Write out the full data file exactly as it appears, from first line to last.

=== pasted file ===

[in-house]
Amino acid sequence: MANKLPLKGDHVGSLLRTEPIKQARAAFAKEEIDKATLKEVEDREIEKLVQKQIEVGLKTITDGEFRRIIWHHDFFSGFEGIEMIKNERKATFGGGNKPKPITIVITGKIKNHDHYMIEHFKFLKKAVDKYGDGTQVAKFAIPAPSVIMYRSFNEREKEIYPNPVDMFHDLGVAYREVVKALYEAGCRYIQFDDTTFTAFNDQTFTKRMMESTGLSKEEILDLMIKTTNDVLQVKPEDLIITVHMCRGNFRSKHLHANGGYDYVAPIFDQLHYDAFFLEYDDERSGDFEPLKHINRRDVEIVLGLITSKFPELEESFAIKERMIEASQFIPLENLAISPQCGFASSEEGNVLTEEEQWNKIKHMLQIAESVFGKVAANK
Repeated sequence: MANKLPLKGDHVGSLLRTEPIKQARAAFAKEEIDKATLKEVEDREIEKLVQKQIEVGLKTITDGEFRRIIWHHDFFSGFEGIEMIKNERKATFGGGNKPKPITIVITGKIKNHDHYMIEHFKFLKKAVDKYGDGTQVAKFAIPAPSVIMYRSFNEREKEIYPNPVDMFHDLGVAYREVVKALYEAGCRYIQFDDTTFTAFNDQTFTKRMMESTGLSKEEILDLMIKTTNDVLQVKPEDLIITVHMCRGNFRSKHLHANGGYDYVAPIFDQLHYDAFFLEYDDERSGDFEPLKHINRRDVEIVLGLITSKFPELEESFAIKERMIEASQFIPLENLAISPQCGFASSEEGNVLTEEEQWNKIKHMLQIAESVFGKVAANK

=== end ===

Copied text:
[in-house]
Amino acid sequence: MANKLPLKGDHVGSLLRTEPIKQARAAFAKEEIDKATLKEVEDREIEKLVQKQIEVGLKTITDGEFRRIIWHHDFFSGFEGIEMIKNERKATFGGGNKPKPITIVITGKIKNHDHYMIEHFKFLKKAVDKYGDGTQVAKFAIPAPSVIMYRSFNEREKEIYPNPVDMFHDLGVAYREVVKALYEAGCRYIQFDDTTFTAFNDQTFTKRMMESTGLSKEEILDLMIKTTNDVLQVKPEDLIITVHMCRGNFRSKHLHANGGYDYVAPIFDQLHYDAFFLEYDDERSGDFEPLKHINRRDVEIVLGLITSKFPELEESFAIKERMIEASQFIPLENLAISPQCGFASSEEGNVLTEEEQWNKIKHMLQIAESVFGKVAANK
Repeated sequence: MANKLPLKGDHVGSLLRTEPIKQARAAFAKEEIDKATLKEVEDREIEKLVQKQIEVGLKTITDGEFRRIIWHHDFFSGFEGIEMIKNERKATFGGGNKPKPITIVITGKIKNHDHYMIEHFKFLKKAVDKYGDGTQVAKFAIPAPSVIMYRSFNEREKEIYPNPVDMFHDLGVAYREVVKALYEAGCRYIQFDDTTFTAFNDQTFTKRMMESTGLSKEEILDLMIKTTNDVLQVKPEDLIITVHMCRGNFRSKHLHANGGYDYVAPIFDQLHYDAFFLEYDDERSGDFEPLKHINRRDVEIVLGLITSKFPELEESFAIKERMIEASQFIPLENLAISPQCGFASSEEGNVLTEEEQWNKIKHMLQIAESVFGKVAANK